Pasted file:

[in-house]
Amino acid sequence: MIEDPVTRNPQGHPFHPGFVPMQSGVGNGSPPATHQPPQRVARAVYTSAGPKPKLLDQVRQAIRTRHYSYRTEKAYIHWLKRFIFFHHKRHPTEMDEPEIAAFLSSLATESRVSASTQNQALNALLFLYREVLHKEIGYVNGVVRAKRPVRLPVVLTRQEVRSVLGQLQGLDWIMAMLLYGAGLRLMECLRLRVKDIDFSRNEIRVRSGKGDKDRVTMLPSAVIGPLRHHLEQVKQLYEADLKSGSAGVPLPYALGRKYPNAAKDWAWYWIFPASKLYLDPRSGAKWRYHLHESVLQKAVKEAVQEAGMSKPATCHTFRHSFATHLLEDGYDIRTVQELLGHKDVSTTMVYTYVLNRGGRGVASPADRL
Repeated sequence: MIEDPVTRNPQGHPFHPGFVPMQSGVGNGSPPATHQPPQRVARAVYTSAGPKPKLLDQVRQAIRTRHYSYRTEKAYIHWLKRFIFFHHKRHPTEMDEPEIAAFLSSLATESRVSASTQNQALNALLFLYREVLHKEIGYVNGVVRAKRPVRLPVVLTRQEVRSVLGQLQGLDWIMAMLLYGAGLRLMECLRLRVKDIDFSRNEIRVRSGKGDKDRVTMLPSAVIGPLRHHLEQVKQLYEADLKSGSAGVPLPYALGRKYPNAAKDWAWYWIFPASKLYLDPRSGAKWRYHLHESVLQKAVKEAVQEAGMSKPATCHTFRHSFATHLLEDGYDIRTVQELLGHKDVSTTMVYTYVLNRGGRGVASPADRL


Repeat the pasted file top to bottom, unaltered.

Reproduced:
[in-house]
Amino acid sequence: MIEDPVTRNPQGHPFHPGFVPMQSGVGNGSPPATHQPPQRVARAVYTSAGPKPKLLDQVRQAIRTRHYSYRTEKAYIHWLKRFIFFHHKRHPTEMDEPEIAAFLSSLATESRVSASTQNQALNALLFLYREVLHKEIGYVNGVVRAKRPVRLPVVLTRQEVRSVLGQLQGLDWIMAMLLYGAGLRLMECLRLRVKDIDFSRNEIRVRSGKGDKDRVTMLPSAVIGPLRHHLEQVKQLYEADLKSGSAGVPLPYALGRKYPNAAKDWAWYWIFPASKLYLDPRSGAKWRYHLHESVLQKAVKEAVQEAGMSKPATCHTFRHSFATHLLEDGYDIRTVQELLGHKDVSTTMVYTYVLNRGGRGVASPADRL
Repeated sequence: MIEDPVTRNPQGHPFHPGFVPMQSGVGNGSPPATHQPPQRVARAVYTSAGPKPKLLDQVRQAIRTRHYSYRTEKAYIHWLKRFIFFHHKRHPTEMDEPEIAAFLSSLATESRVSASTQNQALNALLFLYREVLHKEIGYVNGVVRAKRPVRLPVVLTRQEVRSVLGQLQGLDWIMAMLLYGAGLRLMECLRLRVKDIDFSRNEIRVRSGKGDKDRVTMLPSAVIGPLRHHLEQVKQLYEADLKSGSAGVPLPYALGRKYPNAAKDWAWYWIFPASKLYLDPRSGAKWRYHLHESVLQKAVKEAVQEAGMSKPATCHTFRHSFATHLLEDGYDIRTVQELLGHKDVSTTMVYTYVLNRGGRGVASPADRL